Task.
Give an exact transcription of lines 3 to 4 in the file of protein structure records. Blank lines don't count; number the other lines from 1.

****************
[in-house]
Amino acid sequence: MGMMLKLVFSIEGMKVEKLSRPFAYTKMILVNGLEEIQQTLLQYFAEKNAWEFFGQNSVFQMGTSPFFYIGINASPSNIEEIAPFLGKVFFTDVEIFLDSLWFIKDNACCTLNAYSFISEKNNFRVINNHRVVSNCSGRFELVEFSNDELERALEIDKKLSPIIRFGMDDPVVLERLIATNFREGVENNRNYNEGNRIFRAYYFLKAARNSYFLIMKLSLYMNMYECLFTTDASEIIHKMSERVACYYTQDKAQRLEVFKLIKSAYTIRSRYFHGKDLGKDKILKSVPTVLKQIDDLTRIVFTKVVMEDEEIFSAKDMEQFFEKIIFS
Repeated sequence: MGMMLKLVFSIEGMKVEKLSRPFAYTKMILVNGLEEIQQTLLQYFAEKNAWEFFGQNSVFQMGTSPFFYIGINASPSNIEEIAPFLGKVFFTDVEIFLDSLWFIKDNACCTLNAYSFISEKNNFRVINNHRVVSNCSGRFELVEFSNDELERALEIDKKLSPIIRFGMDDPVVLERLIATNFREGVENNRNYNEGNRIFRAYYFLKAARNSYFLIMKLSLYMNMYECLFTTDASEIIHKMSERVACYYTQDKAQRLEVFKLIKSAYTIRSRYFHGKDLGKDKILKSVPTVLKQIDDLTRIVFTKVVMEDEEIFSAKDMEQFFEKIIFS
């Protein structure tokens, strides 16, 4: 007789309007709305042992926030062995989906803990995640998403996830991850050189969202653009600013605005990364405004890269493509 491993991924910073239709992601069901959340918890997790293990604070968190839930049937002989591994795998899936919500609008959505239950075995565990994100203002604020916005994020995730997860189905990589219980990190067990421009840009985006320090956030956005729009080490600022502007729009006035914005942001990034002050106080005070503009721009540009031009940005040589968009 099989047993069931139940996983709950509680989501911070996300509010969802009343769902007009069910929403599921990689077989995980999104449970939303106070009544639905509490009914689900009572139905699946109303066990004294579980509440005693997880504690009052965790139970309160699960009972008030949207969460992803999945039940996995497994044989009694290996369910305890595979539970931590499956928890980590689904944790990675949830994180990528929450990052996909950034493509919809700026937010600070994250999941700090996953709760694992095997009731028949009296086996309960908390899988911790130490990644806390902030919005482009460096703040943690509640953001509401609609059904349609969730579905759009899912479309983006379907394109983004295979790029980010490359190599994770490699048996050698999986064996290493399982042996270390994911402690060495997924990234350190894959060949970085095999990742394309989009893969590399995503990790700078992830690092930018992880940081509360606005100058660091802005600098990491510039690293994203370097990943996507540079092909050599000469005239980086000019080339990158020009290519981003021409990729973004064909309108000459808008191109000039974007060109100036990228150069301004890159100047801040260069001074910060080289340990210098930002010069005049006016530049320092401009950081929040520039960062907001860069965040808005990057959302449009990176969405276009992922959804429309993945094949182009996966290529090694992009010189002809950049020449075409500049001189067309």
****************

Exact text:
Repeated sequence: MGMMLKLVFSIEGMKVEKLSRPFAYTKMILVNGLEEIQQTLLQYFAEKNAWEFFGQNSVFQMGTSPFFYIGINASPSNIEEIAPFLGKVFFTDVEIFLDSLWFIKDNACCTLNAYSFISEKNNFRVINNHRVVSNCSGRFELVEFSNDELERALEIDKKLSPIIRFGMDDPVVLERLIATNFREGVENNRNYNEGNRIFRAYYFLKAARNSYFLIMKLSLYMNMYECLFTTDASEIIHKMSERVACYYTQDKAQRLEVFKLIKSAYTIRSRYFHGKDLGKDKILKSVPTVLKQIDDLTRIVFTKVVMEDEEIFSAKDMEQFFEKIIFS
């Protein structure tokens, strides 16, 4: 007789309007709305042992926030062995989906803990995640998403996830991850050189969202653009600013605005990364405004890269493509 491993991924910073239709992601069901959340918890997790293990604070968190839930049937002989591994795998899936919500609008959505239950075995565990994100203002604020916005994020995730997860189905990589219980990190067990421009840009985006320090956030956005729009080490600022502007729009006035914005942001990034002050106080005070503009721009540009031009940005040589968009 099989047993069931139940996983709950509680989501911070996300509010969802009343769902007009069910929403599921990689077989995980999104449970939303106070009544639905509490009914689900009572139905699946109303066990004294579980509440005693997880504690009052965790139970309160699960009972008030949207969460992803999945039940996995497994044989009694290996369910305890595979539970931590499956928890980590689904944790990675949830994180990528929450990052996909950034493509919809700026937010600070994250999941700090996953709760694992095997009731028949009296086996309960908390899988911790130490990644806390902030919005482009460096703040943690509640953001509401609609059904349609969730579905759009899912479309983006379907394109983004295979790029980010490359190599994770490699048996050698999986064996290493399982042996270390994911402690060495997924990234350190894959060949970085095999990742394309989009893969590399995503990790700078992830690092930018992880940081509360606005100058660091802005600098990491510039690293994203370097990943996507540079092909050599000469005239980086000019080339990158020009290519981003021409990729973004064909309108000459808008191109000039974007060109100036990228150069301004890159100047801040260069001074910060080289340990210098930002010069005049006016530049320092401009950081929040520039960062907001860069965040808005990057959302449009990176969405276009992922959804429309993945094949182009996966290529090694992009010189002809950049020449075409500049001189067309």